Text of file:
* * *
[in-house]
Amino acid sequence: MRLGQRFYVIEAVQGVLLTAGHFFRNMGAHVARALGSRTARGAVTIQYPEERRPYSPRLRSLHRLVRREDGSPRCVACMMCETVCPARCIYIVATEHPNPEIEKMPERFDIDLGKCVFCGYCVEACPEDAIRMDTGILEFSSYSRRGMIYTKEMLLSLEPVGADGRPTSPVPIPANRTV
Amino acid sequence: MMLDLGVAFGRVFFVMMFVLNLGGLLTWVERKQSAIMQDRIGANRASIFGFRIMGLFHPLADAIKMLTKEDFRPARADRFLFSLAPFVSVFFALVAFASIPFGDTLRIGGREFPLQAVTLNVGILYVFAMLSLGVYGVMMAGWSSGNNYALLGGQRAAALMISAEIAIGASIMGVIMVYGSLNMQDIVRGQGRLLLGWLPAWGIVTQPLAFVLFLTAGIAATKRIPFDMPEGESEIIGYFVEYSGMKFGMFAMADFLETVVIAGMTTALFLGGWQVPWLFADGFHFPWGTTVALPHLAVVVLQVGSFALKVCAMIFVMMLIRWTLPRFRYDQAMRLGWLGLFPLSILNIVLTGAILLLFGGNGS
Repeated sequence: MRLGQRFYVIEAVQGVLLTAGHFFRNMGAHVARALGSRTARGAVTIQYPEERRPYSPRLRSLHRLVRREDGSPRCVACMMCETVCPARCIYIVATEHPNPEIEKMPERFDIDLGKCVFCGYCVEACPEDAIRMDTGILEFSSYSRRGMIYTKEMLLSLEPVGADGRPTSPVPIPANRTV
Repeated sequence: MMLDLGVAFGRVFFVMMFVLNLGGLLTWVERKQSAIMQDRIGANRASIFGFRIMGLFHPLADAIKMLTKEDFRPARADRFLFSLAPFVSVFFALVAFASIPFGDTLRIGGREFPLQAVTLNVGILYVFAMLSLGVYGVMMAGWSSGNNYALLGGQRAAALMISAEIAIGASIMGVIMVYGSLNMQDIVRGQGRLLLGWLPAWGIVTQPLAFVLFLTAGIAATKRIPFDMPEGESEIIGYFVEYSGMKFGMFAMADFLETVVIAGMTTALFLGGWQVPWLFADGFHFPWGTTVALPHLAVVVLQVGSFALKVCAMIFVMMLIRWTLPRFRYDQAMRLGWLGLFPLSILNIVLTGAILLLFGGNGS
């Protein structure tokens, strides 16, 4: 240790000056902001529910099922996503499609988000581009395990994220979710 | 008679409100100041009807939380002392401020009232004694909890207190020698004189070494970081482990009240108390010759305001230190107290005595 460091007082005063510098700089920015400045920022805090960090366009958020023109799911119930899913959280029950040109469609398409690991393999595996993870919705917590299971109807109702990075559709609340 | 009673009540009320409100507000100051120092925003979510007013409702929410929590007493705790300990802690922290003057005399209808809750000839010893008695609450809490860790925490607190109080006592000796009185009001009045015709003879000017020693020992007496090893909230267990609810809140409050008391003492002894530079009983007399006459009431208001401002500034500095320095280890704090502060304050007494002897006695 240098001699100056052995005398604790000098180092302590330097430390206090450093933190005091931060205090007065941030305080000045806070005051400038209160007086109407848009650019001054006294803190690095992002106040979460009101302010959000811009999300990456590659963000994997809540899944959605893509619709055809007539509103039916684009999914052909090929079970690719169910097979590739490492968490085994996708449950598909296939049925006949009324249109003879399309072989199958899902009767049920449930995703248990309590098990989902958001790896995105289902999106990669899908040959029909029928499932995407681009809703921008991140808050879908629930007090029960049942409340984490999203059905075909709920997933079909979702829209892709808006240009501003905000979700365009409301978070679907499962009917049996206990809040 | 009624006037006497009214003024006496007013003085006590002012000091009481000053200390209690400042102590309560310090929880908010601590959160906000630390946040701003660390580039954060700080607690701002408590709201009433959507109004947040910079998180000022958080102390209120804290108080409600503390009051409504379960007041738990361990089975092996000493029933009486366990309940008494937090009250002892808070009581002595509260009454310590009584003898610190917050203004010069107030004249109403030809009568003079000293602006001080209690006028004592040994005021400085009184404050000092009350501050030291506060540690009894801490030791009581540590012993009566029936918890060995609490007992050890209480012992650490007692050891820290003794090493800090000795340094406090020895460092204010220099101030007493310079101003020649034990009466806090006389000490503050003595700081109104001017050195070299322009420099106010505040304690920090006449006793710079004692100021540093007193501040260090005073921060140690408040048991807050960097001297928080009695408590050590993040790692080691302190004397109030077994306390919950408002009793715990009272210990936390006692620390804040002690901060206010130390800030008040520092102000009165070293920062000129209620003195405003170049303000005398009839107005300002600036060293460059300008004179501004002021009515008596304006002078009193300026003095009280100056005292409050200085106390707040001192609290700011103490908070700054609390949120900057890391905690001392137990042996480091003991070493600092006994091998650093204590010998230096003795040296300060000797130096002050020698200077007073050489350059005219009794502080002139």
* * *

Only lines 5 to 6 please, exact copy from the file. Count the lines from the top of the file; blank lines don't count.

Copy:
Repeated sequence: MMLDLGVAFGRVFFVMMFVLNLGGLLTWVERKQSAIMQDRIGANRASIFGFRIMGLFHPLADAIKMLTKEDFRPARADRFLFSLAPFVSVFFALVAFASIPFGDTLRIGGREFPLQAVTLNVGILYVFAMLSLGVYGVMMAGWSSGNNYALLGGQRAAALMISAEIAIGASIMGVIMVYGSLNMQDIVRGQGRLLLGWLPAWGIVTQPLAFVLFLTAGIAATKRIPFDMPEGESEIIGYFVEYSGMKFGMFAMADFLETVVIAGMTTALFLGGWQVPWLFADGFHFPWGTTVALPHLAVVVLQVGSFALKVCAMIFVMMLIRWTLPRFRYDQAMRLGWLGLFPLSILNIVLTGAILLLFGGNGS
């Protein structure tokens, strides 16, 4: 240790000056902001529910099922996503499609988000581009395990994220979710 | 008679409100100041009807939380002392401020009232004694909890207190020698004189070494970081482990009240108390010759305001230190107290005595 460091007082005063510098700089920015400045920022805090960090366009958020023109799911119930899913959280029950040109469609398409690991393999595996993870919705917590299971109807109702990075559709609340 | 009673009540009320409100507000100051120092925003979510007013409702929410929590007493705790300990802690922290003057005399209808809750000839010893008695609450809490860790925490607190109080006592000796009185009001009045015709003879000017020693020992007496090893909230267990609810809140409050008391003492002894530079009983007399006459009431208001401002500034500095320095280890704090502060304050007494002897006695 240098001699100056052995005398604790000098180092302590330097430390206090450093933190005091931060205090007065941030305080000045806070005051400038209160007086109407848009650019001054006294803190690095992002106040979460009101302010959000811009999300990456590659963000994997809540899944959605893509619709055809007539509103039916684009999914052909090929079970690719169910097979590739490492968490085994996708449950598909296939049925006949009324249109003879399309072989199958899902009767049920449930995703248990309590098990989902958001790896995105289902999106990669899908040959029909029928499932995407681009809703921008991140808050879908629930007090029960049942409340984490999203059905075909709920997933079909979702829209892709808006240009501003905000979700365009409301978070679907499962009917049996206990809040 | 009624006037006497009214003024006496007013003085006590002012000091009481000053200390209690400042102590309560310090929880908010601590959160906000630390946040701003660390580039954060700080607690701002408590709201009433959507109004947040910079998180000022958080102390209120804290108080409600503390009051409504379960007041738990361990089975092996000493029933009486366990309940008494937090009250002892808070009581002595509260009454310590009584003898610190917050203004010069107030004249109403030809009568003079000293602006001080209690006028004592040994005021400085009184404050000092009350501050030291506060540690009894801490030791009581540590012993009566029936918890060995609490007992050890209480012992650490007692050891820290003794090493800090000795340094406090020895460092204010220099101030007493310079101003020649034990009466806090006389000490503050003595700081109104001017050195070299322009420099106010505040304690920090006449006793710079004692100021540093007193501040260090005073921060140690408040048991807050960097001297928080009695408590050590993040790692080691302190004397109030077994306390919950408002009793715990009272210990936390006692620390804040002690901060206010130390800030008040520092102000009165070293920062000129209620003195405003170049303000005398009839107005300002600036060293460059300008004179501004002021009515008596304006002078009193300026003095009280100056005292409050200085106390707040001192609290700011103490908070700054609390949120900057890391905690001392137990042996480091003991070493600092006994091998650093204590010998230096003795040296300060000797130096002050020698200077007073050489350059005219009794502080002139």